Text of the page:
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Healthy Dubois County, Inc. (HDC)

The mission of HDC is to advocate for the environmental and public health of Dubois County.

HDC is a grassroots, public benefit not-for-profit corporation.

Donations (not tax-deductible) are appreciated and may be sent to

Healthy Dubois County, Inc.

P.O. Box 222

Jasper, Indiana 47547

Visit also Facebook page for more information.

Since autumn of 2010, ordinary citizens from all walks of life—medicine, ministry, education, child care, agriculture, business, citizens’ rights, etc.—have been actively engaged in a peaceful effort to advocate for clean air and transparent government pertaining to the City of Jasper’s plan to convert its 1968 coal-fired plant into a biomass incinerator. Atlanta-based Twisted Oak Corporation’s proposal, approved by city officials amid widespread medical opposition, calls for the burning of 300 tons of miscanthus grass daily (delivered by over 100 flat bed tractor-trailers per week)—near a residential neighborhood. Doctors, teachers, and concerned citizens from the Dubois County area have contributed to the development of this educational website; these pages reflect the grassroots nature of their ongoing efforts.

Thank you for visiting.


Please visit HDC’s Facebook page for additional, more current posts: Please share and inform family and friends about this important health issue in our community.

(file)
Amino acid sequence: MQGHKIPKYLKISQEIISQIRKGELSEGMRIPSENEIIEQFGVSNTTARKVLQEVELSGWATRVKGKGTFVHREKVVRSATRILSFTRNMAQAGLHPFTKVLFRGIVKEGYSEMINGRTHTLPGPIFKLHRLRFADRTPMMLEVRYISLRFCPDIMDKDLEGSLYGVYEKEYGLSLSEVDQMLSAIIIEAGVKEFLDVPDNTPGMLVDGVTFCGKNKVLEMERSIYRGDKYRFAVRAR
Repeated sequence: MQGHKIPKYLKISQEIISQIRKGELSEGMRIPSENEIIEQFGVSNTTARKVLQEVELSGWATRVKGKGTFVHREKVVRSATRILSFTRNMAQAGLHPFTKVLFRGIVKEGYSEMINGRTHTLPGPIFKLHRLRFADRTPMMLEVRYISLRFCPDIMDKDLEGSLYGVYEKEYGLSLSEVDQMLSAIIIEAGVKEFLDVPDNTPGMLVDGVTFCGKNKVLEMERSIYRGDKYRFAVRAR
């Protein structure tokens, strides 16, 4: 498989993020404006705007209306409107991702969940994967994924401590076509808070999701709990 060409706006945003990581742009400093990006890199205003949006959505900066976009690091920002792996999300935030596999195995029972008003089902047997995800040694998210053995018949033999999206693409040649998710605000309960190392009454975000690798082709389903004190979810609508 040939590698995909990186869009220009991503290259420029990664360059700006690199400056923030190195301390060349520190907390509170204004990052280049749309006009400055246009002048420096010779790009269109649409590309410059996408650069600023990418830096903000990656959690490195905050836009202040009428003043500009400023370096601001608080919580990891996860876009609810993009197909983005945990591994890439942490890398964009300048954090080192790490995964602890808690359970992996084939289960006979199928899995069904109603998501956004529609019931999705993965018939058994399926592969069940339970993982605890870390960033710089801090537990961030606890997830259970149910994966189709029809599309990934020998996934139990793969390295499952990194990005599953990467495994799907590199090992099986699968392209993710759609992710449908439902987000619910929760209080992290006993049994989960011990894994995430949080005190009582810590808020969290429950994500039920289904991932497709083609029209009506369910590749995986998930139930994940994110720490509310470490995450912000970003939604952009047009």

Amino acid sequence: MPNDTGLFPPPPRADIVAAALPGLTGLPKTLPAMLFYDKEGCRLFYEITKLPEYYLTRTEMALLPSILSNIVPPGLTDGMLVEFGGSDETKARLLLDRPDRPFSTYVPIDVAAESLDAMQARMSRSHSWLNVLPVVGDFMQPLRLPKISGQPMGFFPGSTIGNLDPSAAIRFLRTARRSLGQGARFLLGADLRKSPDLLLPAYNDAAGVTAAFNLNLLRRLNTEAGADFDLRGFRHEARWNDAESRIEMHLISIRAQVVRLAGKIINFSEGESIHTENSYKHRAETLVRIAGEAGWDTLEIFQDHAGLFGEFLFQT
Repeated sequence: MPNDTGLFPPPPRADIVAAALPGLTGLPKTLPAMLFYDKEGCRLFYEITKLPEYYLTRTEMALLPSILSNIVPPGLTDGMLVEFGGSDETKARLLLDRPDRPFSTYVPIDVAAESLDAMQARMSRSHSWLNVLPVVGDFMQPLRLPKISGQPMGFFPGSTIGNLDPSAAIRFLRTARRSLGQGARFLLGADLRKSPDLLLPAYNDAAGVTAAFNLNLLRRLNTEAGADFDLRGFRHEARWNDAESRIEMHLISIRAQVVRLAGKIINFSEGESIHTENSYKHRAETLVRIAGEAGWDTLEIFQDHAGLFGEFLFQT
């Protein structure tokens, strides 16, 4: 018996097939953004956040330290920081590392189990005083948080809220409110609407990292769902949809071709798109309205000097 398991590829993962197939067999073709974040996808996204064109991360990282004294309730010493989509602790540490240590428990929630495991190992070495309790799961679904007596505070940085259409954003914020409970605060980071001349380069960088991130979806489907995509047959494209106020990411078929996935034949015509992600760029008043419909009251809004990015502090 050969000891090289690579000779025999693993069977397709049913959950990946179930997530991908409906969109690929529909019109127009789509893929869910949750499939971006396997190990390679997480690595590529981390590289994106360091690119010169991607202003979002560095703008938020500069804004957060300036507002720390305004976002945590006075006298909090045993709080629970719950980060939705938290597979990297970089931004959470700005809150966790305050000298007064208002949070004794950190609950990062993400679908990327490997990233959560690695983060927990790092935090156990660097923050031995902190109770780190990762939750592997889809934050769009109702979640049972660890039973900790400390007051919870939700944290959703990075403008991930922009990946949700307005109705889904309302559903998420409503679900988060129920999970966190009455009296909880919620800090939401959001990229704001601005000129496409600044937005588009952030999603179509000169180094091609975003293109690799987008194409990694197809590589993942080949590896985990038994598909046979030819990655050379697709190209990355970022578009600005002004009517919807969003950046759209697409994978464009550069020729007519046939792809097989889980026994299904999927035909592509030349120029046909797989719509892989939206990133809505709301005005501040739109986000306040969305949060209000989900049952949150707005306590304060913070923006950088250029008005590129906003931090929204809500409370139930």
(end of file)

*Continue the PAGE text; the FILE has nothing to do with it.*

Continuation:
“Twisted Oak’s proposal is scientifically and ethically indefensible.”

—Dr. Kristin Shrader-Frechette, acclaimed University of Notre Dame professor, two-term EPA scientific advisory board member
In 2012, Healthy Dubois County requested an independent, not-for-profit health analysis from a Notre Dame scholar in biology and ethics because Jasper officials’ special-interest, for-profit analysis by a lone industrial consultant did not include any human health risk or healthcare cost consideration, despite HDC members’ requests for such a health/economic impact study.

Upon HDC board president Dr. Norma Kreilein’s request, University of Notre Dame professor Dr. Kristin Shrader-Frechette graciously agreed to investigate Jasper’s signed lease agreement, its published report by the city’s lone consultant, combustion physicist Christopher Shaddix, and other city documents pertaining to the proposed biomass incinerator. After months of research, in December of 2012, Dr. Shrader-Frechette released three scientific abstracts severely criticizing Jasper’s biomass incinerator project on health, environmental, and economic grounds. See earlier posts below.